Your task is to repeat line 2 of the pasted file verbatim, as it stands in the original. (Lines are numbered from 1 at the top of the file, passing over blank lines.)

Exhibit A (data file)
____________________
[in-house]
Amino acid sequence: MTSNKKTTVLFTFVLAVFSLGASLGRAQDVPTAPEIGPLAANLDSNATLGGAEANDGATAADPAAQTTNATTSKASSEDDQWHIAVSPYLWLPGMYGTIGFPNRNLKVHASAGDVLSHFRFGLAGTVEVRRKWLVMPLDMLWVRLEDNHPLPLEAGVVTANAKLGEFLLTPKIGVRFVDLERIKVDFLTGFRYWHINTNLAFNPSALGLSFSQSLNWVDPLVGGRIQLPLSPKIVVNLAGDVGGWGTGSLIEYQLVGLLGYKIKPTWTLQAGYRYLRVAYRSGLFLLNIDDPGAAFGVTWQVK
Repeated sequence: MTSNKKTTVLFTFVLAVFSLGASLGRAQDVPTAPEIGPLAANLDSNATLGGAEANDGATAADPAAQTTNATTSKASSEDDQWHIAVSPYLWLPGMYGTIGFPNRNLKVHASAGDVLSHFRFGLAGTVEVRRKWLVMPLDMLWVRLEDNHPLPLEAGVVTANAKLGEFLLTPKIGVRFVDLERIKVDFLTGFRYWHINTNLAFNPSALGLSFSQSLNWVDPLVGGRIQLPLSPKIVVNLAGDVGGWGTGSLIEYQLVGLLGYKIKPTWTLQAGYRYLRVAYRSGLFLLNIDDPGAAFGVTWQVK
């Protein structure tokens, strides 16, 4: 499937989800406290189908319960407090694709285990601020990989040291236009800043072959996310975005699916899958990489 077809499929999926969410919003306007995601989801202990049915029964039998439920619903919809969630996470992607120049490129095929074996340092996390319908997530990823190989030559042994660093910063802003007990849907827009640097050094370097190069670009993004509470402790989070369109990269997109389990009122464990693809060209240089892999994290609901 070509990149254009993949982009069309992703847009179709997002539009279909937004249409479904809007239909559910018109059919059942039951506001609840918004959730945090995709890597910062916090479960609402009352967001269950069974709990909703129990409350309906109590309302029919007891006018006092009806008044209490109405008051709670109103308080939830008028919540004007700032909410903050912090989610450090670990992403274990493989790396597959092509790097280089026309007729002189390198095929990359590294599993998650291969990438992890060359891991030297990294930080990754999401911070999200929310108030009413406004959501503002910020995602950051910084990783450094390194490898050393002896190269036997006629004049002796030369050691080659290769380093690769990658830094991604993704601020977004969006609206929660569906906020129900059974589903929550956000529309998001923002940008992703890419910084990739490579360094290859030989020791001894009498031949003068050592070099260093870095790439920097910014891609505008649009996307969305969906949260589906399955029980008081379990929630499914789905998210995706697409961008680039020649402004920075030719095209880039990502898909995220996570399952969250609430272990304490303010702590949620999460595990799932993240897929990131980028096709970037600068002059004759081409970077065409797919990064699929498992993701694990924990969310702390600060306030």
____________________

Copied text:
Amino acid sequence: MTSNKKTTVLFTFVLAVFSLGASLGRAQDVPTAPEIGPLAANLDSNATLGGAEANDGATAADPAAQTTNATTSKASSEDDQWHIAVSPYLWLPGMYGTIGFPNRNLKVHASAGDVLSHFRFGLAGTVEVRRKWLVMPLDMLWVRLEDNHPLPLEAGVVTANAKLGEFLLTPKIGVRFVDLERIKVDFLTGFRYWHINTNLAFNPSALGLSFSQSLNWVDPLVGGRIQLPLSPKIVVNLAGDVGGWGTGSLIEYQLVGLLGYKIKPTWTLQAGYRYLRVAYRSGLFLLNIDDPGAAFGVTWQVK